The fight against child mortality that transformed parenting, doctoring, and the way we live.
Only one hundred years ago, in even the world’s wealthiest nations, children died in great numbers—of diarrhea, diphtheria, and measles, of scarlet fever and tuberculosis. Throughout history, culture has been shaped by these deaths; diaries and letters recorded them, and writers such as Louisa May Alcott, W. E. B. Du Bois, and Eugene O’Neill wrote about and mourned them. Not even the powerful and the wealthy could escape: of Abraham and Mary Lincoln’s four children, only one survived to adulthood, and the first billionaire in history, John D. Rockefeller, lost his beloved grandson to scarlet fever. For children of the poor, immigrants, enslaved people and their descendants, the chances of dying were far worse.
The steady beating back of infant and child mortality is one of our greatest human achievements. Interweaving her own experiences as a medical student and doctor, Perri Klass pays tribute to groundbreaking women doctors like Rebecca Lee Crumpler, Mary Putnam Jacobi, and Josephine Baker, and to the nurses, public health advocates, and scientists who brought new approaches and scientific ideas about sanitation and vaccination to families. These scientists, healers, reformers, and parents rewrote the human experience so that—for the first time in human memory—early death is now the exception rather than the rule, bringing about a fundamental transformation in society, culture, and family life.
About the Author
Perri Klass is professor of journalism and pediatrics at New York University, codirector of NYU Florence, and national medical director of Reach Out and Read. She writes the weekly column The Checkup for the New York Times.
In her forthcoming book, A Good Time to Be Born...the pediatrician Perri Klass describes how the world—and with it, parenting—has been transformed by declining infant and child mortality over the past century.
— Kate Julian - Atlantic
An ambitious, elegant meditation...[Klass] takes the most complex human patterns of all — history, medicine, politics, art — and knits them into something unique and beautiful.
— Christie Watson - New York Times
Not too long ago, parents lived with the near certainty of losing a child or two; Perri Klass captures the drama of science and society’s triumph over that abysmal reality. As we grapple with new and unimaginable scourges, the lessons in this gripping, personal and beautifully researched chronicle could not be more relevant.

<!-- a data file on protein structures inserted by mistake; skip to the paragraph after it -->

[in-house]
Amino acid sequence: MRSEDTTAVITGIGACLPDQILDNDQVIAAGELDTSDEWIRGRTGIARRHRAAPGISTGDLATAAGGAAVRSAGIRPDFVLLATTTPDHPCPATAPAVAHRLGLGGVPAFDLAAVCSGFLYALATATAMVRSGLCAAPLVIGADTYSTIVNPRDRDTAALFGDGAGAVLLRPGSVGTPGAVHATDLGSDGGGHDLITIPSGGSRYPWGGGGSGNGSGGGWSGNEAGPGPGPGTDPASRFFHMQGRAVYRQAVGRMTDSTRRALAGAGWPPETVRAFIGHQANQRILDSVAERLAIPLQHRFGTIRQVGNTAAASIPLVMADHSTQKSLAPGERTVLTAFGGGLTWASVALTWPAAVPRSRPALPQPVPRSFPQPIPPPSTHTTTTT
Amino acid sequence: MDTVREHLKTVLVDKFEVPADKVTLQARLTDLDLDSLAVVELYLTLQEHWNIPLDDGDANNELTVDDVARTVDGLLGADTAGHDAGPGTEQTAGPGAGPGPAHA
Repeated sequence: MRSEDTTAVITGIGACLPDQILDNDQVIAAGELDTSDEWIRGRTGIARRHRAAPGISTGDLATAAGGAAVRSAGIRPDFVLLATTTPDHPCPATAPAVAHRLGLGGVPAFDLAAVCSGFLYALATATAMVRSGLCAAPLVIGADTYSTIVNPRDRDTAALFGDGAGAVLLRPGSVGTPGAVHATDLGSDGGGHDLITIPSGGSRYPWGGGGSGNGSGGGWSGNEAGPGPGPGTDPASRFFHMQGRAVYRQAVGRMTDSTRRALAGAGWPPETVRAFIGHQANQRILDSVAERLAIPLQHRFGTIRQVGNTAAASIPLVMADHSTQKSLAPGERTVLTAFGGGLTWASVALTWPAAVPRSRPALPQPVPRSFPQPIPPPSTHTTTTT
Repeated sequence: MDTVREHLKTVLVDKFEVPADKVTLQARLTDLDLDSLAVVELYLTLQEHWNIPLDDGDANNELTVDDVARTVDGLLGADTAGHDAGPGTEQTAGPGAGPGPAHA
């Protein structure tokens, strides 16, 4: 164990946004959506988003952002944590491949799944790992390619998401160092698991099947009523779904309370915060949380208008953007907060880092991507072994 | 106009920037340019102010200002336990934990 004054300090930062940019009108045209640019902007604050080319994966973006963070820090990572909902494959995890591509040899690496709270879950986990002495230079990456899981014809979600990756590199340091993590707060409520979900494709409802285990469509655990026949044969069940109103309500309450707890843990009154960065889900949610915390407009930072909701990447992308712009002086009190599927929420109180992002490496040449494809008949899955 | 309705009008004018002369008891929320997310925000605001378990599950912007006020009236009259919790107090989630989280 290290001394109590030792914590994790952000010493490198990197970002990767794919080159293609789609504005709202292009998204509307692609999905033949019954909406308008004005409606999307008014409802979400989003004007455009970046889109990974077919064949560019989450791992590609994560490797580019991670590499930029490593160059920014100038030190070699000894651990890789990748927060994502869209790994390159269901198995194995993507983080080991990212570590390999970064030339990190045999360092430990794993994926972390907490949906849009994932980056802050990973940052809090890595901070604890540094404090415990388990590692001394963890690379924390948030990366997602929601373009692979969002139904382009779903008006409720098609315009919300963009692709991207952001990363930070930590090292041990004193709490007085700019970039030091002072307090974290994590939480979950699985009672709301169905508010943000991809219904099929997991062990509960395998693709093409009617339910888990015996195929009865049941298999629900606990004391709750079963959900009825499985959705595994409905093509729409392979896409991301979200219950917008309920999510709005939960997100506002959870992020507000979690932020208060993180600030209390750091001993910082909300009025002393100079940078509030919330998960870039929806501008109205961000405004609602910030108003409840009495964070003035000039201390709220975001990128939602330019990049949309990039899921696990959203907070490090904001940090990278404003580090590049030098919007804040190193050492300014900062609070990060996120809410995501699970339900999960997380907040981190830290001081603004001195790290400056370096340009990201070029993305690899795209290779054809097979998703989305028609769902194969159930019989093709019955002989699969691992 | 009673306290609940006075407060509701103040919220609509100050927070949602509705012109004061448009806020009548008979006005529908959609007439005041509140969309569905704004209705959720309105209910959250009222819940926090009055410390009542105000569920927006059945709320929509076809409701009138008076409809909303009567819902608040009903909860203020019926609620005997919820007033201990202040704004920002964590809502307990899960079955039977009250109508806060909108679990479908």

— Abraham Verghese, MD, author of Cutting for Stone
With her broad pediatric knowledge and warm understanding of parental attachments, Perri Klass tells the dramatic story of how medical science transformed childhood in the twentieth century…An important contribution to the history of childhood that can provide comfort and insight to all of us.
— Paula S. Fass, author of The End of American Childhood
All readers with an interest in the history of health care—and all parents who bite their nails over the relatively rare dangers facing their children now—will be riveted.
— Anne Fadiman, author of The Spirit Catches You and You Fall Down
Klass beautifully demonstrates how the fusion of medical science and public health led to the vaccines, antibiotics, safety measures, and self-help volumes that saved countless young lives while revolutionizing the ways in which we map our children’s future. Elegantly written, filled with memorable characters and events, A Good Time to Be Born is the perfect prescription for the uncertainties of our time.
— David Oshinsky, Pulitzer Prize winning author of Polio: A History
A powerful story of the right of children to live and thrive from birth.
The result of Klass’s erudition and nuance is a fascinating look at a seldom-sung but profound change in the human condition.
— Publishers Weekly
Klass masterfully introduces readers to the people coming up with solutions for many of the dangers of childhood and shows how the pediatric specialty over time has worked to improve children’s lives. Essential reading for parents.
— Margaret Henderson - Library Journal